WASHINGTON (AFP) - A North Carolina man espousing anti-religious views has been charged with the murders of three Muslim students, including a husband and wife, who were shot to death in the university town of Chapel Hill, police said Wednesday.
Police said they were looking into the possibility of a hate crime, but that the incident appeared to be triggered by a dispute between neighbours over parking.
The shooter, identified as 46-year-old Craig Stephen Hicks, was being held without bond in the Durham County Jail on three counts of first-degree murder, police said.
The victims, who were pronounced dead on the scene, were identified as Chapel Hill residents Deah Shaddy Barakat, 23, and his wife Yusor Mohammad, 21, as well as her sister Razan Mohammad Abu-Salha, 19, of Raleigh.
Hicks turned himself in after the shooting Tuesday in Chapel Hill, just outside the campus of the University of North Carolina.
"Our preliminary investigation indicates that the crime was motivated by an ongoing neighbour dispute over parking," Chapel Hill police said in a statement, adding that Hicks was cooperating with investigators.
"Our investigators are exploring what could have motivated Mr Hicks to commit such a senseless and tragic act. We understand the concerns about the possibility that this was hate-motivated and we will exhaust every lead to determine if that is the case," police chief Chris Blue said.
A Facebook page believed to belong to Hicks showed dozens of anti-religious posts, including one calling himself an "anti-theist," saying he has a "conscientious objection to religion," and other memes denouncing Christianity, Mormonism and Islam.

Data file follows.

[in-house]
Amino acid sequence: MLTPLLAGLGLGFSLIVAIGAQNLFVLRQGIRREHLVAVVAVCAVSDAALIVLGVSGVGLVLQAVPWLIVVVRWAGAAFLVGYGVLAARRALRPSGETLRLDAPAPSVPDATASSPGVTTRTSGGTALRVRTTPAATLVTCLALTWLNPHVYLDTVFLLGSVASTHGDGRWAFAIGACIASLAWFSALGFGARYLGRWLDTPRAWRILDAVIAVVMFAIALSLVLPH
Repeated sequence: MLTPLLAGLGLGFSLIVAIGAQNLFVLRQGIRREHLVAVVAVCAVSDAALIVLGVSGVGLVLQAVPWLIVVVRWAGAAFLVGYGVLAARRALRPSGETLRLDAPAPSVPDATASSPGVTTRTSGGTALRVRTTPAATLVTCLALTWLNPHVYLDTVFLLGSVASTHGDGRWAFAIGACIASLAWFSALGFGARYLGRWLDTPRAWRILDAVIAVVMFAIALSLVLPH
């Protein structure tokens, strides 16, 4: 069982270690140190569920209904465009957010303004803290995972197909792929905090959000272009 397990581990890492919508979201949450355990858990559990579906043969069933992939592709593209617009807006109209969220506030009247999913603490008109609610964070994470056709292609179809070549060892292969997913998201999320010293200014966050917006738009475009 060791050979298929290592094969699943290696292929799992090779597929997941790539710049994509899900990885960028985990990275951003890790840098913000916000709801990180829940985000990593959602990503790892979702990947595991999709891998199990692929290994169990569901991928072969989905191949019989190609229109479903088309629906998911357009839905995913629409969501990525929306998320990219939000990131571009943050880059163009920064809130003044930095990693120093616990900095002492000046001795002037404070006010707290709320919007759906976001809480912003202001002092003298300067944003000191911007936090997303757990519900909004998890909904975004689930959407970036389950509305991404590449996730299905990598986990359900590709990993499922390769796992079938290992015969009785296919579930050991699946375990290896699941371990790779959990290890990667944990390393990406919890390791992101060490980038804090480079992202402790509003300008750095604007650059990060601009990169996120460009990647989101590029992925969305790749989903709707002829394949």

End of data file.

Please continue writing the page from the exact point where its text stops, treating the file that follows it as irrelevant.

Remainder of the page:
His page also showed a photo of a loaded revolver, alongside a video of a puppy and a promotional clip for Air New Zealand.
One post read: "I'm not an atheist because I'm ignorant of the reality of religious scripture. I'm an atheist because religious scripture is ignorant of reality."
"Given the enormous harm that your religion has done in this world, I'd say that I have not only a right, but a duty, to insult it," he posted under the religious beliefs tab.
Reaction to shooting lit up Twitter, with one of the top trending hashtags being #MuslimLivesMatter - a parallel to the "Black Lives Matter" movement sparked by police killings of African Americans in recent months.
Photos of the three victims circulated on social media, including recent wedding pictures of Barakat and his wife.
Reports said Barakat was a second-year student in dentistry there, while Mohammad was planning to begin her dental studies in the fall.
Abu-Salha was a student at North Carolina State University, according to the UNC university newspaper, the Daily Tar Heel.
A Facebook community -- Our Three Winners - has been set up for posts about the three students.
"Deah Barakat, Yusor Abu-Salha and Razan Abu-Salha have returned to their Lord," the site's creators state.
"They have set an example in life and in death."
The site features a photo of the three smiling at what appears to be graduation ceremony.
The women wear Muslim headscarves, one of them also in a blue graduation cap.
Barakat's brother Farris mourned the deaths, writing "it doesn't make sense" on his own Facebook page.
"Please pray for them, their friends, and the family. I haven't even begun to fully comprehend what has happened. But I know for sure those three together have done so much we are all proud of," Farris Barakat wrote.